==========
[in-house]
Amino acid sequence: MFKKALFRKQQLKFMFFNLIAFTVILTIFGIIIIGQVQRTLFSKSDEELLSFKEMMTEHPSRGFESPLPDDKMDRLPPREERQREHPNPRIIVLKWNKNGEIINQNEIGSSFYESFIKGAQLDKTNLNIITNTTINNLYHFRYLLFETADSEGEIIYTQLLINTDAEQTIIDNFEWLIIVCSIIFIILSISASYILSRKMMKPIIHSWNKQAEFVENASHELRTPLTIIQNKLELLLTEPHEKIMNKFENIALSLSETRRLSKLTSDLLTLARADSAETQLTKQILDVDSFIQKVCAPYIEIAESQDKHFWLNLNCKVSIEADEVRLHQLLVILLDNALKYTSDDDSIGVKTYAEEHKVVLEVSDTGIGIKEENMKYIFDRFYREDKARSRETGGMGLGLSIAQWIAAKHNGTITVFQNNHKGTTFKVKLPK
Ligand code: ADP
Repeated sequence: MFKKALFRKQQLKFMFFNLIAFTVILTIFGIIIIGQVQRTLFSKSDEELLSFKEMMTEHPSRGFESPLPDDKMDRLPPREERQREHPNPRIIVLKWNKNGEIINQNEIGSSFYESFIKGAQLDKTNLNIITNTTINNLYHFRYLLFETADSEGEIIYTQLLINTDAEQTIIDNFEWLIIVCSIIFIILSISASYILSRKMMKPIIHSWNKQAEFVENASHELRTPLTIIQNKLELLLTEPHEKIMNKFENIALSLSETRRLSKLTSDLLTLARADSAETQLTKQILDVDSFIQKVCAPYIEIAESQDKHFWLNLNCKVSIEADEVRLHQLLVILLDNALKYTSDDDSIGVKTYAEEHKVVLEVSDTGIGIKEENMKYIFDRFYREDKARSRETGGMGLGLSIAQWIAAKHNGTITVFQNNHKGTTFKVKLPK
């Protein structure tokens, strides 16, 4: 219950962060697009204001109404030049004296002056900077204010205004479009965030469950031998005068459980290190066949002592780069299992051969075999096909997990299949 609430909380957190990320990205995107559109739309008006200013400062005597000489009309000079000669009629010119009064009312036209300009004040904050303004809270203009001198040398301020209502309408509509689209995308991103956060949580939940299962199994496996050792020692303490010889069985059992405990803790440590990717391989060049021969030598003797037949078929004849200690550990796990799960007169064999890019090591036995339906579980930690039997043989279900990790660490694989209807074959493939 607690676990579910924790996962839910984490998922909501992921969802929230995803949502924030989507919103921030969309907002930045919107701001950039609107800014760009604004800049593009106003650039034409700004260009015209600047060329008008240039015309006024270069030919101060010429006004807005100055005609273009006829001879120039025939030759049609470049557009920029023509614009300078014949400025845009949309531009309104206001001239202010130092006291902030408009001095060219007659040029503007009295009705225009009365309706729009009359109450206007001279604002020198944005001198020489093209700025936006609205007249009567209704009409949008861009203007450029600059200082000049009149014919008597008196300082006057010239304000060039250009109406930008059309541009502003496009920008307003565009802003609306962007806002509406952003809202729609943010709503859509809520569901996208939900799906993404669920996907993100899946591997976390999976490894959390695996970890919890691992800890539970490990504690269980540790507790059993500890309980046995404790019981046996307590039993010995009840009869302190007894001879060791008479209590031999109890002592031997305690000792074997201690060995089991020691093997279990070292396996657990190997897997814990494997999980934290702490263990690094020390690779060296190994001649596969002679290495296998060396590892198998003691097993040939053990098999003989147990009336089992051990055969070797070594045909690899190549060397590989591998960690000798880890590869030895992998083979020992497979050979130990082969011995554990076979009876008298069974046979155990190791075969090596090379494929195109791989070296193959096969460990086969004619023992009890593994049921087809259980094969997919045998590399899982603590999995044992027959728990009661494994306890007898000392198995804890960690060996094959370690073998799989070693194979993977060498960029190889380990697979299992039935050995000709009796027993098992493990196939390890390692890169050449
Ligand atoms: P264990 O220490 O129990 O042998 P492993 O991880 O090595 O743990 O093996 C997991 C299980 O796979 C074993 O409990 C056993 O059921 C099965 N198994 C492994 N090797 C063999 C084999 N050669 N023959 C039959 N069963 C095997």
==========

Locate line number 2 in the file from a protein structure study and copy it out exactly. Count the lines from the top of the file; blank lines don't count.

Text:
Amino acid sequence: MFKKALFRKQQLKFMFFNLIAFTVILTIFGIIIIGQVQRTLFSKSDEELLSFKEMMTEHPSRGFESPLPDDKMDRLPPREERQREHPNPRIIVLKWNKNGEIINQNEIGSSFYESFIKGAQLDKTNLNIITNTTINNLYHFRYLLFETADSEGEIIYTQLLINTDAEQTIIDNFEWLIIVCSIIFIILSISASYILSRKMMKPIIHSWNKQAEFVENASHELRTPLTIIQNKLELLLTEPHEKIMNKFENIALSLSETRRLSKLTSDLLTLARADSAETQLTKQILDVDSFIQKVCAPYIEIAESQDKHFWLNLNCKVSIEADEVRLHQLLVILLDNALKYTSDDDSIGVKTYAEEHKVVLEVSDTGIGIKEENMKYIFDRFYREDKARSRETGGMGLGLSIAQWIAAKHNGTITVFQNNHKGTTFKVKLPK